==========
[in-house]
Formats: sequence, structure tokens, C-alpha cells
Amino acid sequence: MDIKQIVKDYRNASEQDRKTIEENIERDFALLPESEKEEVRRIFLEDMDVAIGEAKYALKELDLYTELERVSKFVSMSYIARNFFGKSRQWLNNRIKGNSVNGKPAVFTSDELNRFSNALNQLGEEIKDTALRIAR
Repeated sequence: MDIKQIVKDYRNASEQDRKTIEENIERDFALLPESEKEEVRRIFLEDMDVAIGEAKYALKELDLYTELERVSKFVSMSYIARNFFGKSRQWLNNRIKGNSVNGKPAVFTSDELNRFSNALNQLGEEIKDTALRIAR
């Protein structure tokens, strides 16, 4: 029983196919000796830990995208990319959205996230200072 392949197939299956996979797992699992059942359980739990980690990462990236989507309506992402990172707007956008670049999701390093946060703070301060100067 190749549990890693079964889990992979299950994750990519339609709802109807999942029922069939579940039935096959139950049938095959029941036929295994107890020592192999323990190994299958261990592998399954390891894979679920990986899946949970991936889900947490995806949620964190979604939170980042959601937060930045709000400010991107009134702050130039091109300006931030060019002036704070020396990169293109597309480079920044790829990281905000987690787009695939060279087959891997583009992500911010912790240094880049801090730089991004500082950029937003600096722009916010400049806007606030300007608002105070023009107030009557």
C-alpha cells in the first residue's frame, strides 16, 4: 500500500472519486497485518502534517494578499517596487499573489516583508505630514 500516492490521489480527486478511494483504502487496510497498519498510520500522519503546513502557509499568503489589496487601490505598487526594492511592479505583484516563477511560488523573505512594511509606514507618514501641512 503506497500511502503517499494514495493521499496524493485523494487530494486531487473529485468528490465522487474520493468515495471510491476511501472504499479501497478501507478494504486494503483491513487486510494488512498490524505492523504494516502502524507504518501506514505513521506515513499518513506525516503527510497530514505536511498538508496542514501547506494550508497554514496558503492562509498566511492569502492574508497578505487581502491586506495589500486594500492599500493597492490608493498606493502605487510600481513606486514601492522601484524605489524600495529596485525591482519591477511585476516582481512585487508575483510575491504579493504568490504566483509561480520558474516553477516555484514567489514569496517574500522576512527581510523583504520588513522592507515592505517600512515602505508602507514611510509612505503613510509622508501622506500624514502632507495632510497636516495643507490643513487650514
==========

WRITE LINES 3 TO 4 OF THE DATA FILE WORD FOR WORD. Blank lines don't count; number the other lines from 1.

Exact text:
Amino acid sequence: MDIKQIVKDYRNASEQDRKTIEENIERDFALLPESEKEEVRRIFLEDMDVAIGEAKYALKELDLYTELERVSKFVSMSYIARNFFGKSRQWLNNRIKGNSVNGKPAVFTSDELNRFSNALNQLGEEIKDTALRIAR
Repeated sequence: MDIKQIVKDYRNASEQDRKTIEENIERDFALLPESEKEEVRRIFLEDMDVAIGEAKYALKELDLYTELERVSKFVSMSYIARNFFGKSRQWLNNRIKGNSVNGKPAVFTSDELNRFSNALNQLGEEIKDTALRIAR